Nuevo Casas Grandes is a city in, and the seat of, the Nuevo Casas Grandes Municipality in northern Mexico. It is located in the northwestern part of the state of Chihuahua, on the Casas Grandes or San Miguel river, situated in a wide, fertile valley on the 4,000-foot Mesa del Norte of the Plateau of Mexico. Nearby is the Sierra Madre Occidental.

Santiago Papasquiaro Municipal Seat and City in Durango, Mexico

Santiago Papasquiaro is a city located in a valley situated on the eastern slopes of the Sierra Madre Occidental in the state of Durango, Mexico. As of 2010, the city of Santiago Papasquiaro had a population of 26,121, while the municipality has a census population of 48,482 as of 2015. It is the fourth largest community in the state in terms of population, and is the municipal seat of the municipality of the same name. The municipality has an area of 7,238.4 km².

Mexican Federal Highway 15 highway in Mexico

Federal Highway 15 is Mexico 15 International Highway or Mexico-Nogales Highway, is a primary north-south highway, and is a free part of the federal highways corridors of Mexico. The highway begins in the north at the Mexico–United States border at the Nogales Port of Entry in Nogales, Sonora, and terminates to the south in Mexico City.

Ciudad Cuauhtémoc, Chihuahua Place in Chihuahua, Mexico

Cuauhtémoc is a city located in the west-central part of the Mexican state of Chihuahua. It serves as the seat of the municipality of Cuauhtémoc. The city lies 103 km (64 mi) west of the state capital of Chihuahua. As of 2015, the city of Cuauhtémoc had a population of 168,482.

Bolsón de Mapimí

The Bolsón de Mapimí is an endorheic or internal drainage basin in which no rivers or streams drain to the sea but rather toward the center of the basin often terminating in swamps and ephemeral lakes. It is located in the center-north of the Mexican Plateau. The Basin is shared by the states of Durango, Coahuila, Chihuahua, and Zacatecas. It takes its name from Mapimí, a town in Durango.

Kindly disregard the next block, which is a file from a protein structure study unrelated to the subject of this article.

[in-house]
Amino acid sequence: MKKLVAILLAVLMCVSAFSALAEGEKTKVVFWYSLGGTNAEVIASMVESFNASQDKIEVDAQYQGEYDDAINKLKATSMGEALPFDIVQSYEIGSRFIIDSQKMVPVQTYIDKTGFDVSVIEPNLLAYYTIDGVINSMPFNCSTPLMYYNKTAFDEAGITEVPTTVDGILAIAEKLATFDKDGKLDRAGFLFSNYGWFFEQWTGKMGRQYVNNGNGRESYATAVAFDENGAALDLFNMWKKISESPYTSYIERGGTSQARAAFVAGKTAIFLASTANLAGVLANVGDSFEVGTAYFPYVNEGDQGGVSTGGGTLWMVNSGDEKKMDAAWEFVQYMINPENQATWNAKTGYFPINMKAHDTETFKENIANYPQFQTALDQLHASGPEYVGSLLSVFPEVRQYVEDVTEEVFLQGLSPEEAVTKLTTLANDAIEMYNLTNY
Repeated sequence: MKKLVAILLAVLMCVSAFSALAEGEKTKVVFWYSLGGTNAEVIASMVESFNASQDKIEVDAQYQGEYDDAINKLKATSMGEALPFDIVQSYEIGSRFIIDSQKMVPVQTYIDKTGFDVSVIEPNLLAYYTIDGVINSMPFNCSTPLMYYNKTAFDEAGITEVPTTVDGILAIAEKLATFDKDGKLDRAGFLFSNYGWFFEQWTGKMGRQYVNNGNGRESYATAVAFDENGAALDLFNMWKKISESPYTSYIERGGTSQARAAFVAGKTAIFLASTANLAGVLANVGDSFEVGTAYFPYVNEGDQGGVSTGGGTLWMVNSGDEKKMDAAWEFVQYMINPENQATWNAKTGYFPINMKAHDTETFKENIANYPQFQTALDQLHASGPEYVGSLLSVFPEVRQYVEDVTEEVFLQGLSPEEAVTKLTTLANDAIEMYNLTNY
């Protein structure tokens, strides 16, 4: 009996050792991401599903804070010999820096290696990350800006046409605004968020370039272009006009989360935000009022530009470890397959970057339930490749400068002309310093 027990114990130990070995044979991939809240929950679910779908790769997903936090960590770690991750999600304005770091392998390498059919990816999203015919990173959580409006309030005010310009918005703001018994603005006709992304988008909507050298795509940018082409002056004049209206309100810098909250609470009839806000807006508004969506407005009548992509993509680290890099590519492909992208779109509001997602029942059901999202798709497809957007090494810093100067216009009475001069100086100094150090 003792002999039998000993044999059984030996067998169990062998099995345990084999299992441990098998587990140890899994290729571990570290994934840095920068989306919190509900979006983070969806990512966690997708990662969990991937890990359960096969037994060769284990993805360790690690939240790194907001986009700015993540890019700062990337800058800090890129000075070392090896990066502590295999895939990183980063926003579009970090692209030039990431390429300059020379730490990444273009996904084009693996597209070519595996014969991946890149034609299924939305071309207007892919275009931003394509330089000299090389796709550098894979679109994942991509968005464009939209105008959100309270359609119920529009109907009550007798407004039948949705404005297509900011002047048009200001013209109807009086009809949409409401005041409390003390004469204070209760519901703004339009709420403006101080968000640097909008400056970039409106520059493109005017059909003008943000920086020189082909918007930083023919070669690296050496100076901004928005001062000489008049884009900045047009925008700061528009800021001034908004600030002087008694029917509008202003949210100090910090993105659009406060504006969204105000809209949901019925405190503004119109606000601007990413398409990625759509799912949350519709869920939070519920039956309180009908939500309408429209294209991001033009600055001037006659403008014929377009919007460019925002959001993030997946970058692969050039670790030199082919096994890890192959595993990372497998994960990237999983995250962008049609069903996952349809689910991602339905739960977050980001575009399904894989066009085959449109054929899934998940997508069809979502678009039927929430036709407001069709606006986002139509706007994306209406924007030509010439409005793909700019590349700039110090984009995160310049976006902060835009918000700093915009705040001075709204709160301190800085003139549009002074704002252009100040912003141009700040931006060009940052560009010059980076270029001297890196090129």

Los Mochis Municipal seat in Sinaloa, Mexico

Los Mochis is a coastal city in northern Sinaloa, Mexico. It serves as the municipal seat of the municipality of Ahome. As of the 2010 census, the population was 362,613, which was 61 percent of the municipality's population.

Federal Highway 24 is a free part of the federal highways corridors. Fed. 24 is intended to cross the Sierra Madre Occidental from the area of Hidalgo del Parral, Chihuahua, on the east, to the area of Culiacán, Sinaloa, on the west. A limited central section of about 40 to 50 km is not yet completed or graded. This section lies between the villages of Los Frailes, Durango, on the east, and Soyatita, Sinaloa, on the west. Travel is possible through this area, where the road is not yet completed, on unimproved roads using high clearance two-wheel drive vehicles. The two unconnected segments that extend through Los Frailes and Soyatita are graded, but each segment is unpaved for about the last 75 km. The central gap in the highway is in the rugged mountains of the Sierra Madre Occidental. This uncompleted and unpaved portion of the road is not well signed, there are many intersections with other unimproved roads, and it is easy to get lost off the intended route of the highway. As noted later, getting lost may not be a safe proposition. Further, the unfinished segment on the west is at about 820 meters elevation at Soyatita. Just outside Los Frailes, the road coming from the east is at 2,750 meters elevation. The traveler crossing this gap will have to negotiate this dramatic change in elevation traveling a good deal of the way on unimproved dirt roads. Travel times in this central section can be quite slow.

Yepachic Place in Chihuahua, Mexico

Yepáchic, sometimes spelled Yepáchi, is a community in the western part of the Mexican State of Chihuahua, approximately 10 km (6.2 mi) east of the boundary with the State of Sonora. It is located in the Municipio de Temósachic at an altitude of 1,780 meters (5,840 ft) in the Sierra Madre Occidental. Many of the people of the region are members of the indigenous ethnic group called Mountain Pima or the Pima Bajo. They are related to the Pima and Papago of Arizona and northern Sonora, speaking a similar but distinct language.

The Chinipas is a large river of Mexico. The Chinipas arises deep in the Sierra Madre Occidental in the state of Chihuahua, and then flows through long rugged canyon systems into the state of Sinaloa until it finally joins the main trunk of the Fuerte River in the western foothills of the Sierra Madre Occidental. The Fuerte River then flows westward over the western coastal plain of Sonora to the Pacific Ocean, emerging very near the port of Topolobampo.